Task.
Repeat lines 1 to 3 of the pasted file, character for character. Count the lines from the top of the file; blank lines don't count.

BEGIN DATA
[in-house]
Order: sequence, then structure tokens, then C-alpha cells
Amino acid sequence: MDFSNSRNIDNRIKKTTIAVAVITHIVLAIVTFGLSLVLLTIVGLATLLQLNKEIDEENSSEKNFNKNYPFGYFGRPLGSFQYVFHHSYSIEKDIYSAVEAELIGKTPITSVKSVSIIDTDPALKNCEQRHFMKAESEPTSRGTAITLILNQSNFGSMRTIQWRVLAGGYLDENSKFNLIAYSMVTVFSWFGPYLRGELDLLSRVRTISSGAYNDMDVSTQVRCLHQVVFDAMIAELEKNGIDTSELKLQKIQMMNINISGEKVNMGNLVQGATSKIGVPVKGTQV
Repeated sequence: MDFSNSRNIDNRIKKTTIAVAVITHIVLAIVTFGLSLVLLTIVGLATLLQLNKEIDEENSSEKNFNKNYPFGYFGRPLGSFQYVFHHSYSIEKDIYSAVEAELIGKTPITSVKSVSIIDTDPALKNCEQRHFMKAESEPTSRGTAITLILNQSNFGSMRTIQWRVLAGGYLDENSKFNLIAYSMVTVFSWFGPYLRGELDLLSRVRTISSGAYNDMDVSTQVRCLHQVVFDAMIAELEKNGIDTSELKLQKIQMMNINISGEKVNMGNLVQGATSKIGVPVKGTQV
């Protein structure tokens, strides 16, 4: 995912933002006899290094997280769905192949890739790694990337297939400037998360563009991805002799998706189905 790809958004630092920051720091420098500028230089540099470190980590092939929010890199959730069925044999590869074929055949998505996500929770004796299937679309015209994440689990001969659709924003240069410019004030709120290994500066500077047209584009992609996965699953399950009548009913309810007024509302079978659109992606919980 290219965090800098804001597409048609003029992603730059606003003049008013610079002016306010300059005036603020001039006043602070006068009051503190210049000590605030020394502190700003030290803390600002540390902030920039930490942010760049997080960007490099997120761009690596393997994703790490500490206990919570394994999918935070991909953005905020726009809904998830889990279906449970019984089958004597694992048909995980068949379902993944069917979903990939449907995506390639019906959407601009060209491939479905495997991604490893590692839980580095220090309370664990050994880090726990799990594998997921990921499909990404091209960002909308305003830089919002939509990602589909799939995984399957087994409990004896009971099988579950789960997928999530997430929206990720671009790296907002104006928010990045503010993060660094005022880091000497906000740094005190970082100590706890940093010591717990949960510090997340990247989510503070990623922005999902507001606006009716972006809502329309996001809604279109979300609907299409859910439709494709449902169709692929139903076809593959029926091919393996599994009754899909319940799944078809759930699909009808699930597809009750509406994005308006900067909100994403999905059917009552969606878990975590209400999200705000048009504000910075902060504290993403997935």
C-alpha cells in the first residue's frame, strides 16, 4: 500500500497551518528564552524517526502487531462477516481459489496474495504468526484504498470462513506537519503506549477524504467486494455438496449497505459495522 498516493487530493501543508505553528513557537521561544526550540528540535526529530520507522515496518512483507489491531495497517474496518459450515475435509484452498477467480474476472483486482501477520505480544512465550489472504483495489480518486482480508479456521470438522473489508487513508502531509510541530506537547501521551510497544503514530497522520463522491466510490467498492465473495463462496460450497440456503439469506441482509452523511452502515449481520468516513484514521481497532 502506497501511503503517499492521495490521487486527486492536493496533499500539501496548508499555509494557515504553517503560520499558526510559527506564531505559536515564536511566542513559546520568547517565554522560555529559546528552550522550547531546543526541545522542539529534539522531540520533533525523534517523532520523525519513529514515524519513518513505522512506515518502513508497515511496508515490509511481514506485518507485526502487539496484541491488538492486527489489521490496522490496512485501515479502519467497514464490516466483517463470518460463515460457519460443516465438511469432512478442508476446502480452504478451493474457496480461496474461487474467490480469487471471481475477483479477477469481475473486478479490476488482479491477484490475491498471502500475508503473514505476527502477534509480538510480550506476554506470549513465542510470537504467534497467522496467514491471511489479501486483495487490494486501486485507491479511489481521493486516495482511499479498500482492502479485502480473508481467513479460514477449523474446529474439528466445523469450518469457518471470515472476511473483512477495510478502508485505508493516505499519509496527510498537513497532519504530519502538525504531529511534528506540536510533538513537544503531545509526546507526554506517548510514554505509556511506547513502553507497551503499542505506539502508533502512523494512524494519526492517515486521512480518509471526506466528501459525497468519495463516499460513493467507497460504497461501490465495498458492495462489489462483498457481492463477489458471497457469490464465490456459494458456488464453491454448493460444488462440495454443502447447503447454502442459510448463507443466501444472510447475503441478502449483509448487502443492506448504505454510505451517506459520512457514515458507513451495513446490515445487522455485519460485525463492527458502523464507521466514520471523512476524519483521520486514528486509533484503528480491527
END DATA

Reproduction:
[in-house]
Order: sequence, then structure tokens, then C-alpha cells
Amino acid sequence: MDFSNSRNIDNRIKKTTIAVAVITHIVLAIVTFGLSLVLLTIVGLATLLQLNKEIDEENSSEKNFNKNYPFGYFGRPLGSFQYVFHHSYSIEKDIYSAVEAELIGKTPITSVKSVSIIDTDPALKNCEQRHFMKAESEPTSRGTAITLILNQSNFGSMRTIQWRVLAGGYLDENSKFNLIAYSMVTVFSWFGPYLRGELDLLSRVRTISSGAYNDMDVSTQVRCLHQVVFDAMIAELEKNGIDTSELKLQKIQMMNINISGEKVNMGNLVQGATSKIGVPVKGTQV